In this timely and comprehensive text, Cesare Cornoldi and Tomaso Vecchi describe their recently developed experimental approach to the investigation of visuo-spatial cognition, based upon the analysis of individual differences.
A review of the most influential theoretical advances in the study of visuo-spatial cognition is presented, including both critical analysis and comparisons between the distinct approaches. In addition, the authors describe recent research into memory for spatial configurations, mental manipulation and the active integration of visuo-spatial information. This includes studies on the effects of congenital blindness on mental imagery abilities, developmental and age-related modifications, gender effects, and the role of genetic syndromes in determining visuo-spatial abilities. The authors draw together these distinct areas of research and integrate the findings within an innovative framework of working memory.
This text will be a valuable resource for advanced undergraduate and postgraduate students of psychology, as well as researchers in the fields of cognitive psychology, neuropsychology and neuroscience.
Cornoldi and Vecchi tackle this topic in a coherent and systematic fashion, giving a very convincing demonstration of the scientific value to be gained from an individual differences approach. - Robert H. Logie, University of Aberdeen, UK
An excellent appreciation of the many subtle conceptual and practical issues that arise in attempting to investigate the nature and function of mental imagery. The theoretical analysis of visuo-spatial working memory is highly original and constitutes a serious challenge for previous accounts. - John T. Richardson, Open University, UK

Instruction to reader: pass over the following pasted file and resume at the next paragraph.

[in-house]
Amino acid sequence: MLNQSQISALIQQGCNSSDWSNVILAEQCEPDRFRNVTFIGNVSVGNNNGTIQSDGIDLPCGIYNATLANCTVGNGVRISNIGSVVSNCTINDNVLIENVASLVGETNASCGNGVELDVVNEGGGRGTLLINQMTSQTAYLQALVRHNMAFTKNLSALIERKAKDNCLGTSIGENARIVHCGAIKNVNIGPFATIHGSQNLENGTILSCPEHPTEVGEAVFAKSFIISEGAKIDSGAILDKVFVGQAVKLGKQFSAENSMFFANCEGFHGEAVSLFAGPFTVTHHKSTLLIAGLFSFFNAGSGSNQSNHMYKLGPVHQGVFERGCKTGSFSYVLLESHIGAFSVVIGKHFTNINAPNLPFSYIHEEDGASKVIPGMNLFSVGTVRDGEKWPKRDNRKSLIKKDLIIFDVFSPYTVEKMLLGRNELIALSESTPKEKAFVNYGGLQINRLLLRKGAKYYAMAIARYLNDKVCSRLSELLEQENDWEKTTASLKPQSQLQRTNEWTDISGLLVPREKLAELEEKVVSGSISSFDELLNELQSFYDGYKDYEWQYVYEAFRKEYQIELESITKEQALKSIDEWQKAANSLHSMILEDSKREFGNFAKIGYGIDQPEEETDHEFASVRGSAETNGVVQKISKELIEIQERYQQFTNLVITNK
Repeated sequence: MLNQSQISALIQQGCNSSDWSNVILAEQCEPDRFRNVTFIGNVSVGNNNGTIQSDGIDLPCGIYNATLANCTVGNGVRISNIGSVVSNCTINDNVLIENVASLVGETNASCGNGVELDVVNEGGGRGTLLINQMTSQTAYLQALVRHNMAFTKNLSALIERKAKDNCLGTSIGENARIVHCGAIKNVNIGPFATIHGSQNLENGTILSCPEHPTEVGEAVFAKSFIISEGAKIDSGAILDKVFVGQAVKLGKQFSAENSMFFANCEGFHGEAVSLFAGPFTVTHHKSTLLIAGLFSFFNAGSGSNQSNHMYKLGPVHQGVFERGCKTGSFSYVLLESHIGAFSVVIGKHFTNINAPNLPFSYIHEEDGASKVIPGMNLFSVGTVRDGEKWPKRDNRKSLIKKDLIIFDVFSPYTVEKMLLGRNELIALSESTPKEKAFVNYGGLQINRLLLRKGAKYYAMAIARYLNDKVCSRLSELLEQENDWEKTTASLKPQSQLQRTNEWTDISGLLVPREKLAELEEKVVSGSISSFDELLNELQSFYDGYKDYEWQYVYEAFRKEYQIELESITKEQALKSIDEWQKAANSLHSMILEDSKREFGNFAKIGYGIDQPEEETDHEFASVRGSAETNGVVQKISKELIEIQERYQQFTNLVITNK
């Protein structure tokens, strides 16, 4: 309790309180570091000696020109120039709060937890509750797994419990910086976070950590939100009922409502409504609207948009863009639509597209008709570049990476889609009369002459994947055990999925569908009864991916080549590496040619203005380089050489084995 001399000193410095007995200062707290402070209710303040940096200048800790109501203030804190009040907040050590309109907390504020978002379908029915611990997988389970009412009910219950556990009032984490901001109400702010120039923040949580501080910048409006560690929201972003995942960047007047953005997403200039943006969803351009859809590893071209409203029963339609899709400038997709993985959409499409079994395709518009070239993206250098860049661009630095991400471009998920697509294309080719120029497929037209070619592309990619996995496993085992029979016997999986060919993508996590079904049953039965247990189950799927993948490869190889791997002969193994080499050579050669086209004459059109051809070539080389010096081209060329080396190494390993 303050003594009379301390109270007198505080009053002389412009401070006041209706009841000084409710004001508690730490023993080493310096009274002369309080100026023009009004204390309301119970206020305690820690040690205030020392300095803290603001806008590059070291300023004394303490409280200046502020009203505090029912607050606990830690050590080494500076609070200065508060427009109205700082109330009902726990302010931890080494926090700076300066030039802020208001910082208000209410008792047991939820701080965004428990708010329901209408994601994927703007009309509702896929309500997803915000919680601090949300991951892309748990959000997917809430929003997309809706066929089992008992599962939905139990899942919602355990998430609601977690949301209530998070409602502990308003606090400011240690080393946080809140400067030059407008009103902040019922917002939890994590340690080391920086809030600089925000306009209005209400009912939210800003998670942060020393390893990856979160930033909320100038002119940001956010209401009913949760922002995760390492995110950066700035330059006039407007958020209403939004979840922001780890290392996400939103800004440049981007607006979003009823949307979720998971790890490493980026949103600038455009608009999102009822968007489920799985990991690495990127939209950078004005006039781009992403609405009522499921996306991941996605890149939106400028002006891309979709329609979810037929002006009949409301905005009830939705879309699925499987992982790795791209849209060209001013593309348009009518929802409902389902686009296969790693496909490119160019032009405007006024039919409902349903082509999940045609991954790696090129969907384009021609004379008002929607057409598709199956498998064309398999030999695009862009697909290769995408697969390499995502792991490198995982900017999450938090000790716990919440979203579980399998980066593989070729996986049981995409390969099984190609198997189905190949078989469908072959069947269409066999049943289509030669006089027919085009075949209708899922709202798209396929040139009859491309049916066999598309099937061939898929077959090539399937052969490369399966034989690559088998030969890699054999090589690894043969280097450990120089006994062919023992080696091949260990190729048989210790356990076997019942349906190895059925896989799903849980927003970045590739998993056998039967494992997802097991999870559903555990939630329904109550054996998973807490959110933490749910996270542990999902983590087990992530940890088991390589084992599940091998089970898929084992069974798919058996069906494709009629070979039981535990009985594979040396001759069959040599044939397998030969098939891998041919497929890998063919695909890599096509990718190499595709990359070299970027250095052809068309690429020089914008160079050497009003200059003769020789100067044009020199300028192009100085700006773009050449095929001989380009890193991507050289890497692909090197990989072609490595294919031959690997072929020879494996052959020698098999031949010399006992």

Introduction. The Study of Individual Differences in Visuo-spatial Abilities. Models and Components of Visuo-spatial Representation and Working Memory. Gender Differences in Visuo-spatial Abilities. Individual Differences in Children's Visuo-spatial Working Memory. Visuo-spatial Working Memory in Ageing. Imagery, Blindness and Visuo-spatial Working Memory. Visuo-spatial Abilities in Genetic Syndromes. A Continuity Approach to Visuo-spatial Working Memory. References.
Essays in Cognitive Psychology is designed to meet the need for rapid publication of brief volumes in cognitive psychology.
Primary topics include perception, movement and action, attention, memory, mental representation, language and problem solving.
Furthermore, the series seeks to define cognitive psychology in its broadest sense, encompassing all topics either informed by, or informing, the study of mental processes. As such, it covers a wide range of subjects including computational approaches to cognition, cognitive neuroscience, social cognition, and cognitive development, as well as areas more traditionally defined as cognitive psychology.
Each volume in the series makes a conceptual contribution to the topic by reviewing and synthesizing the existing research literature, by advancing theory in the area, or by some combination of these missions.
The principal aim is that authors provide an overview of their own highly successful research program in an area.
Volumes also include an assessment of current knowledge and identification of possible future trends in research.
Each book is a self-contained unit supplying the advanced reader with a well-structured review of the work described and evaluated.